In order to insure your classic muscle car for the right amount, you will need to get an appraisal that accurately reflects what cars in similar condition are selling for.
Classic or collectible cars are a bit different than other vehicles, since their value tends to go up rather than down over time, particularly if they are restored or in mint condition. Getting an accurate appraisal can, therefore, be very important for the owner of a vintage muscle car. The issue with collector's cars is that the value of a restored collectible car is usually quite a bit more than the standard Blue Book stated value. This is because the Blue Book gives a value based on the depreciation of the car's value over time, and doesn't take into account the high demand for classic muscle cars. These are cars that collectors are often willing to pay tens of thousands of dollars for in the right condition, which changes the value.
In addition, most of the time, the owner has invested a lot of money in restoring the car, so the insured amount needs to reflect the investment. There are several ways to get an appraisal. If you need one for insurance purposes, you won't be able to do it yourself -- have a professional do it. But you can do your own appraisal if you just want to know what your car is worth, or if you are wondering whether your first appraisal is off and you should seek a second opinion.
- Use your insurance agent's appraiser. Your insurance agent should have an appraiser they can suggest. Sometimes using your agent's appraiser is the easiest way to go, especially if you trust your agent. However, you may also want to get a second opinion.
- Get your car appraised at a car show. Car shows are popular events, and you can get appraisals at many shows by entering the show and/or paying a small appraisal fee. A specialty car show is often a very good place to get an appraisal, because you can be sure the appraiser is an expert on vintage muscle cars.
- Call an appraiser in your area. When you seek an appraisal from a local professional, you need to be sure he or she knows vintage muscle cars well enough to deliver an accurate appraisal. Don't be afraid to ask some questions about their experience appraising classic cars.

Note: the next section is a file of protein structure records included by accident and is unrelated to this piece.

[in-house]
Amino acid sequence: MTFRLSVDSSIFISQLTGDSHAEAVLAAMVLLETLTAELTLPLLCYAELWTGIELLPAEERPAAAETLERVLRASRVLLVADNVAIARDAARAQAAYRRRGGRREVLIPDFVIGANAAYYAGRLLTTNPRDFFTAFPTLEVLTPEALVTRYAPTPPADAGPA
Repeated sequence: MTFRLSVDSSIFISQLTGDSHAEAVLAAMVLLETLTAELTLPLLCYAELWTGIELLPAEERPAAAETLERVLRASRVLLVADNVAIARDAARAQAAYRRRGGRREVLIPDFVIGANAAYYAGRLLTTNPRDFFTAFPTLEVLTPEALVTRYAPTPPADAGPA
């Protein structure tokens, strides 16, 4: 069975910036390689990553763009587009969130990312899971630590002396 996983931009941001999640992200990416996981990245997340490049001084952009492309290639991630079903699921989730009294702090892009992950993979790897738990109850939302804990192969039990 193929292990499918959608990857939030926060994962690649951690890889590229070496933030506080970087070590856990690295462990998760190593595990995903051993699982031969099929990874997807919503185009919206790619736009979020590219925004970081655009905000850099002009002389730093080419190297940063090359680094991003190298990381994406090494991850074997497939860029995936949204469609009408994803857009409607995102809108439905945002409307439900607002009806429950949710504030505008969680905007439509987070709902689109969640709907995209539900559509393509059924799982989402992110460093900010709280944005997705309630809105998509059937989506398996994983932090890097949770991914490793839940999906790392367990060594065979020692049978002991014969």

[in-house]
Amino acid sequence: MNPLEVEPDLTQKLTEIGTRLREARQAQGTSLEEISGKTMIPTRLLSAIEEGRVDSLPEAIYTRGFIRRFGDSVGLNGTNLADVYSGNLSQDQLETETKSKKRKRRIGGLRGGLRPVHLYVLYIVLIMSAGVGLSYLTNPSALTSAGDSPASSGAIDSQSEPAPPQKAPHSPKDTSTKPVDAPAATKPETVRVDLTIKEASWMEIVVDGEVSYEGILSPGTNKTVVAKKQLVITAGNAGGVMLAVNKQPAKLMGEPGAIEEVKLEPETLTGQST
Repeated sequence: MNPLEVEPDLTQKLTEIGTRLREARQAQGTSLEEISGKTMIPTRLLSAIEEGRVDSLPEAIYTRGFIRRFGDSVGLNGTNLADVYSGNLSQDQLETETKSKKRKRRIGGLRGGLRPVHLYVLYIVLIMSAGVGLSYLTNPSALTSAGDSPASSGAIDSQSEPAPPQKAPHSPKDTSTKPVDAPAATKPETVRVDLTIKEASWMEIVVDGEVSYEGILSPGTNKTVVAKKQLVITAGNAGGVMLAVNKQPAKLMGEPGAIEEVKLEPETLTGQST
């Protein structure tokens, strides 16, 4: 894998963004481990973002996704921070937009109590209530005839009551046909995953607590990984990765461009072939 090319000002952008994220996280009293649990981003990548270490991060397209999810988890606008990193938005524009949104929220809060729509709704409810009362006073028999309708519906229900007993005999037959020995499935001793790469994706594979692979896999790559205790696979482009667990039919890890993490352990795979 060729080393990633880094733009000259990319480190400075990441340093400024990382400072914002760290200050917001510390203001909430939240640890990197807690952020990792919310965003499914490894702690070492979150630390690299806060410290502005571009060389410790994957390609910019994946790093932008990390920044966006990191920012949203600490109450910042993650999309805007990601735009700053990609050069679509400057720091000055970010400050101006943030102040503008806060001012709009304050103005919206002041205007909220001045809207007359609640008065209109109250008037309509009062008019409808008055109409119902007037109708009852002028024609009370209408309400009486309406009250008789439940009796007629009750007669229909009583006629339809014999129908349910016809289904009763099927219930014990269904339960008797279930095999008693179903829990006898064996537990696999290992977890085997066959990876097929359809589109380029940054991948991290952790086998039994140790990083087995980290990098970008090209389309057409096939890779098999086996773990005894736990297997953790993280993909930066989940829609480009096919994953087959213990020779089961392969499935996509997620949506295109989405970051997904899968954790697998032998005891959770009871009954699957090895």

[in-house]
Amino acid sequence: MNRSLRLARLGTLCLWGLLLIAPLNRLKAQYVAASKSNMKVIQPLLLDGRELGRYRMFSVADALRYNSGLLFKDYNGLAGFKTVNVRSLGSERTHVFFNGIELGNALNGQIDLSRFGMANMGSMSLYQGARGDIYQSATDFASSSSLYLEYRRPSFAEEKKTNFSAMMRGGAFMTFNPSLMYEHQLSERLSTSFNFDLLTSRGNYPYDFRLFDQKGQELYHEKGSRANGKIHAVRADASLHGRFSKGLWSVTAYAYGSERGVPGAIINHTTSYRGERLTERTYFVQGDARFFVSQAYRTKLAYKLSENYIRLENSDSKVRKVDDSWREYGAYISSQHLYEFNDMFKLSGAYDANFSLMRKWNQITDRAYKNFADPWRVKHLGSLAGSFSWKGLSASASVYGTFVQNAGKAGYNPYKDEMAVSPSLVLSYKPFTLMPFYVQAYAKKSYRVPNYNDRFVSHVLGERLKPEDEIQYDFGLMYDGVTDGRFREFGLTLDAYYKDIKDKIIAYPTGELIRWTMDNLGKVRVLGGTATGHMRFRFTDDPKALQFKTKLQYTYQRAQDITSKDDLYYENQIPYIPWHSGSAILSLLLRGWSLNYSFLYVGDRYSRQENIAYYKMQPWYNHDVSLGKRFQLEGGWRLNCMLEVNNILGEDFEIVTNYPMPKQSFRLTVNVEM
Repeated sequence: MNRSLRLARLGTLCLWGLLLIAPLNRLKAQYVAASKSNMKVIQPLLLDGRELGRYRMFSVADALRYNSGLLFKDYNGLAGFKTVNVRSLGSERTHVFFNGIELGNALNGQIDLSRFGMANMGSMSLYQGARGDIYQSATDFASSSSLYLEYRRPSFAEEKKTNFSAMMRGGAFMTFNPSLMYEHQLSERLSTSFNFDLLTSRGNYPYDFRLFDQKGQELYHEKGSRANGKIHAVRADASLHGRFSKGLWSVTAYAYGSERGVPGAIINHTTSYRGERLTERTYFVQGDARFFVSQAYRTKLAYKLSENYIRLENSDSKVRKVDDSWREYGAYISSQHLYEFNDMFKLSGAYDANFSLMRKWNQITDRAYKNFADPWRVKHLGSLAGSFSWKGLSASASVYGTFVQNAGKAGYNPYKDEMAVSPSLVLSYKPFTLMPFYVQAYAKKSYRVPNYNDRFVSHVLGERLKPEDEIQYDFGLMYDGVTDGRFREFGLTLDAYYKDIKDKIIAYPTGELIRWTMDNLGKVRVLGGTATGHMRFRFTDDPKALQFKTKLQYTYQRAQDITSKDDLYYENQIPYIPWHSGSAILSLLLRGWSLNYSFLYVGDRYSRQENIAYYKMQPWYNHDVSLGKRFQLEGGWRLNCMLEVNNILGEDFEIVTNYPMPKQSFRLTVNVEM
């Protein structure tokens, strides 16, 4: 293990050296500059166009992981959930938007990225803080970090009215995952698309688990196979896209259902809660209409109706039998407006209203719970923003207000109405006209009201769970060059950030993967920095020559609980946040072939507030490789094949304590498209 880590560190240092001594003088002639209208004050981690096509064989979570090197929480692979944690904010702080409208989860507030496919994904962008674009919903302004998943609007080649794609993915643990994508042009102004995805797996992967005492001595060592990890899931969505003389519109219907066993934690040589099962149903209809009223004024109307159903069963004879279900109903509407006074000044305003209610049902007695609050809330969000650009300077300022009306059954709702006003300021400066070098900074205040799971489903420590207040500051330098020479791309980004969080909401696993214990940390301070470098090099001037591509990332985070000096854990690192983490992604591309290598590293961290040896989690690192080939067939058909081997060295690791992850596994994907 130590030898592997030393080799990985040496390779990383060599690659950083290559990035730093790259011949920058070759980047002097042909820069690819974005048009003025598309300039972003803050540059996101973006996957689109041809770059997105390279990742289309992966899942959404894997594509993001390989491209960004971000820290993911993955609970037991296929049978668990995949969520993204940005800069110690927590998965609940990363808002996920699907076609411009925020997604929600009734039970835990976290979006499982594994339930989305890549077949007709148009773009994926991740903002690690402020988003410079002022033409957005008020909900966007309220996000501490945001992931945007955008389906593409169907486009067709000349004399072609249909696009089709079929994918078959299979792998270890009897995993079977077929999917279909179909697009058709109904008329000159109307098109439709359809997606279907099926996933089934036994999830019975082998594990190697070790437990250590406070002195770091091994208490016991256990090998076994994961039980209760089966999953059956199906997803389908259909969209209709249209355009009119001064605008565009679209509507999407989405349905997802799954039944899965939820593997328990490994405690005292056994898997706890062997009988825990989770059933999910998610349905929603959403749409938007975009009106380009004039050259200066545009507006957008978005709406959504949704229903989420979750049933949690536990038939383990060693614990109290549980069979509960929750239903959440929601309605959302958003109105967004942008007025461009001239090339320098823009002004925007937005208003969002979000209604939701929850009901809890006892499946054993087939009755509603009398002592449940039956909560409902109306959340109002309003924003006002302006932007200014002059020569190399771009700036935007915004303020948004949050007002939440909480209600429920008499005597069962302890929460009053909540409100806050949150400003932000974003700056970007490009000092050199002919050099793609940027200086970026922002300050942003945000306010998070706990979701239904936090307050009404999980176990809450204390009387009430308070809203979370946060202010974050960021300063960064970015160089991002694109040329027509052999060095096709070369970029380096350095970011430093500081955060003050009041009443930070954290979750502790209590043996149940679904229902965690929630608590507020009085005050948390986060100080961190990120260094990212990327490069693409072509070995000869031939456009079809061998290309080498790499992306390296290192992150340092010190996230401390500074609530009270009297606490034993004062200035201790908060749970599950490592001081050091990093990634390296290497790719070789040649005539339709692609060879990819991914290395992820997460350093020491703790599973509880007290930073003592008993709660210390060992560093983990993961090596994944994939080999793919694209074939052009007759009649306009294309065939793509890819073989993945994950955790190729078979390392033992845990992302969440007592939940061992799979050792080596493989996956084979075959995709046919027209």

- Network with other local enthusiasts. Attend the meetings of local car clubs, go to a show, and look for social networking spots for other car enthusiasts in your area on Facebook and other websites. Other local car enthusiasts can give recommendations for local appraisers, or even for a good insurance agent.
- Do your own appraisal. If you don't need an appraisal for any official purpose, or if you just want to double check the appraisal you got against your own findings, there are a variety of resources that you can use to do your own appraisal. As mentioned earlier, Blue Book values are usually not accurate for classic cars, but they can provide a starting point. There are also other resources that offer values for restored collectible cars. In addition, you can do your own research, checking for sale and auctions prices nationwide. You will also need to research the bearing that certain factors, such as whether parts of the vehicle are original or restored, have on the value. Just be sure to be as objective as possible in assessing your vehicle's worth.
Vintage muscle cars are highly sought after, and so the value of these vehicles can be quite high, especially for all-original vehicles or those that have been beautifully restored. Unfortunately, for insurance that covers the true value of the car, you may need to get an appraisal to determine how much that is. Don't hesitate to take this step, or if you get into an accident, your Mopar T shirts may end up being all you have left of your muscle car.